Great Set of Addons and Third-party Tools

The good thing about a tool that works well and becomes popular is that a community of users and developers work altruistically to add features to the tool and make it better. Same is the case with Dropbox. You’ll find a huge list of Dropbox addons to choose from. And when it comes to third-party tools and other tips, there’s no scarcity of them either.

In fact, you’ll be surprised to see the kind of things Dropbox is capable of. Here are some tools and tips which are my personal favorites.

1. Use Dropbox as the ultimate password syncer

2. Easily sync a folder outside My Dropbox

3. Sync Firefox With Dropbox

4. 15 Awesome Dropbox Tips and Tricks

There are many more such Dropbox tricks and tools available.

Decent Free Plan

And finally, Dropbox has a pretty simple pricing structure too – 2GB for free, 50GB for $9.99 per month and 100GB for $19.99 per month. Getting 2GB worth of storage and all the features of this tool for free is pretty good in my opinion.

Have you tried Dropbox? Do you prefer using any other tool? Share your opinion in the comments. And stay tuned for the final article in this series that’ll talk about backup and sync tools for your mobile phone.

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Abhijeet Mukherjee is the editor of Guiding Tech, a blog that publishes in-depth articles and tutorials on all things tech, including mobile news and tutorials. He's been into web working since 2008 and continues to enjoy each day of it. He loves to interact with people so hit him up on Twitter.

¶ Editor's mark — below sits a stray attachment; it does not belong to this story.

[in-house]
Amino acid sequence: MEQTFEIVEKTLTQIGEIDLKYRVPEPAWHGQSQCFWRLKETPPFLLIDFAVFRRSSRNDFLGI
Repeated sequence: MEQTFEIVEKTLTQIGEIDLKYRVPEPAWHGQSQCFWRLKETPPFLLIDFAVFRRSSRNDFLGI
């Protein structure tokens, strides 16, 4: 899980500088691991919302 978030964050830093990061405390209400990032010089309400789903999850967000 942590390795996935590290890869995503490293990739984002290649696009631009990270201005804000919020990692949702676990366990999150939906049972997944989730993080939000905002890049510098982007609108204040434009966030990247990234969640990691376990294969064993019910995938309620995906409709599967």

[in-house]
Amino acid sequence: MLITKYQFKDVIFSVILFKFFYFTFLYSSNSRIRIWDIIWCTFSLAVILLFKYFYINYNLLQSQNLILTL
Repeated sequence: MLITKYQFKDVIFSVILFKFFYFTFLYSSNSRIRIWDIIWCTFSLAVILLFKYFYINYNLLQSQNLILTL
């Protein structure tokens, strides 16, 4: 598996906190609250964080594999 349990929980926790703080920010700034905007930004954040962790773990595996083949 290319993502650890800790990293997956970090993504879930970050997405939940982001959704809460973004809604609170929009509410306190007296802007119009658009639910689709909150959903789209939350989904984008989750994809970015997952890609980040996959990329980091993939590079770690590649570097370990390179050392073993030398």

1. Jonas on the 31st August

    I’m using CrashPlan and it’s by far the best backup solution I’ve tried so far. Dropbox is good when you are sharing a lot of files, but when it comes to Backup as the main purpose – I’d choose CrashPlan any day!

    • Thera on the 31st August

      $54.00 for 1Tb, that could be interesting indeed, thanks for the link.

  2. Thera on the 31st August

    It’s a great service with interesting features, thanks for the article, but unfortunately even 100 GB is too small for my needs, so I’ll stick with SVN instead :/

  3. Ammon on the 31st August

    I love DropBox! One of the most useful things I use it for is to sync 1Password across my Macs and to my iPod Touch.

  4. David Garbacz on the 31st August

    As a student, Dropbox has saved my skin on more than one occasion. Usually anything that I need to work on for classes or files that I think I might need I toss into my Dropbox so if I”m on campus and remember I need to print off a paper or if I want to work on something in between class I can easily do so without forgetting my flash drive in a computer.

    Also Dropbox works great as a way to share files through the use of the Public folder. I’ve used Dropbox numerous times to have a friend listen to a song that I like or to share a quick document or photo. Also works great for hosting a hosted web page. As a computer graphics technology major I was always sending people links to my pages for testing and feedback.

    Works great for group projects too where you can share a folder between users and have one dedicated space for materials that syncs across everyone’s machines. With built in versioning and file delete recoveries, it makes any disasters pretty painless.